Gallery view

1966 Sept. 14

Entin, David Hudson

Mr. Ho-Can

Qu?ng Ngãi (Vietnam) - Typed on pink carbon paper with no greeting. Telling the story of Mr. Ho-Can, Entin's tutor and USAID employee teaching English. Fought against French with Vi?t Minh until he became disillusioned. Forced to attend indoctrination classes, he was "the slowest student," tricking Vi?t Minh into "thinking he was a very ignorant peasant."

David Entin Papers

1967 Oct. 6

Entin, David Hudson

Political happenings

Qu?ng Ngãi (Vietnam) - Typed on typewriter paper. Election was narrowly validated by populace. Recounts recent demonstrations by students and Tri Quang or militant Buddhists. In Qu?ng Ngãi, three humdred Revolutionary Development cadre marched on the province headquartes denouncing corruption. Subsequently Dr. Hoanh, the only civilian province chief, lost his job.

David Entin Papers

1967 Apr. 4

Entin, David Hudson

War

Qu?ng Ngãi (Vietnam) - Typed on typewriter paper. Describes the intensifying military effort in Qu?ng Ngãi province and the destructiveness of the war. Allies planned to trap a reported VC battalion, but the VC buried all their weapons and disguised themselves as locals, slipping away from the Allied forces. Every military operation generates refugess. There are friendly-fire incidents that compound problems. Visited a hosp... more

David Entin Papers

1967 May 15

Entin, David Hudson

Changes in Vietnam

Qu?ng Ngãi (Vietnam) - Typed on typewriter paper. After spending a week in Manila, Entin observes many changes in the American conception and operation of "this War." General Westmoreland was delegated responsibility for Revolutionary Development program, with Robert Komer as deputy. Sees dangerous trend manifesting of impatient military displacing local government.

David Entin Papers

1967 Mar. 11

Entin, David Hudson

Observations

Qu?ng Ngãi (Vietnam) - Typed on typewriter paper. Gives account of flying in helicopter over Qu?ng Ngãi province. Interviewed a "young fellow" for a job as interpreter-translator, asked him what he thought of Viet Cong and was surprised and moved by his answer.

David Entin Papers

1967 July 31

Entin, David Hudson

The northern reaches

Qu?ng Ngãi (Vietnam) - Typed on typewriter paper. Concerning two trips to the northernmost provinces in south Vietnam. Visited Hue, a distinctly orderly city with large beautiful houses. Helicoptered to Quang Tri, the northernmost province in the South. Describes visit to famed "street without joy," used as title of Bernard Fall's book about the military history of the French-Indochine War, which Entin summarizes. They trav... more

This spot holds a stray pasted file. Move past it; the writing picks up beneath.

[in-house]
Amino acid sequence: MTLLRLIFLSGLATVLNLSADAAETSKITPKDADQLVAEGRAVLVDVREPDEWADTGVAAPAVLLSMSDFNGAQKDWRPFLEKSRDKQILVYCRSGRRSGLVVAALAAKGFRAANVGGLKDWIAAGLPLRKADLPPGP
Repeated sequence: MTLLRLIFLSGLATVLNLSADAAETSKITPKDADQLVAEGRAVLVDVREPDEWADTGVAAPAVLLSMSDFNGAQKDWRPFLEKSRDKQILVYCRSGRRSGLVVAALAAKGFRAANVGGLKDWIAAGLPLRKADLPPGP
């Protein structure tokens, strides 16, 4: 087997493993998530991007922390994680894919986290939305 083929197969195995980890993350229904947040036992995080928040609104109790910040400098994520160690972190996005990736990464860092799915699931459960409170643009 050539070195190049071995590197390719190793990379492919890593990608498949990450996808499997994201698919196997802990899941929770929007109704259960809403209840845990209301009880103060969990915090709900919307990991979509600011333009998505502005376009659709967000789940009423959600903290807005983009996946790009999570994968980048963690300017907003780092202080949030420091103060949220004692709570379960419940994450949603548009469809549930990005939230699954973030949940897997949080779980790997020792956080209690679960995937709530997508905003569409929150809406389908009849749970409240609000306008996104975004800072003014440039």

David Entin Papers

1967 May 20

Entin, David Hudson

Qu?ng Ngãi in the spring: the dry season

Qu?ng Ngãi (Vietnam) - Typed on typewriter paper. Spent past week in the field. Temperatures over 100 degrees. Everywhere people are threshing the grain. After flooding monsoons, everything is now scorched dry. Describes methods of irrigation peasants use. Sees the rice culture as describing the rhythm and life cycle of Vietnam.

David Entin Papers

1967 Apr. 1

Entin, David Hudson

Rewarding experiences

Qu?ng Ngãi (Vietnam) - Typed on pink and white typewriter paper (one sheet each) with no greeting. Recounts meeting a District Chief who stressed honesty in goverance. Also describes inspiring visit to a refugee camp run by a religious sect, Cao Dai, that had evening English classes which were well attended and gratifying to see after Engin had worked so hard to persuade the Education Service Chief to begin adult literacy c... more

David Entin Papers

1968 Feb. 4

Entin, David Hudson

Vietnam catastrophe, Tet, 1968

Qu?ng Ngãi (Vietnam) - Typed on typewriter paper. Reaction to the Tet offensive, the "all-out, well-planned and connected effort." Notes twenty or so American civilians and AID guys missing and that psychological toll is greater than physical damage. Puzzled by the degree to which Viet Cong can sustain loses.

David Entin Papers

1967 Apr. 10

Entin, David Hudson

Tolerance

Qu?ng Ngãi (Vietnam) - Typed on typewriter paper. Concerning catching two men cheating on a test given for jobs as interpreters. Initially Entin judges them harshly, but upon reflection wonders how many upstanding Americans could maintain their moral superiority given the same dire circumstances.

David Entin Papers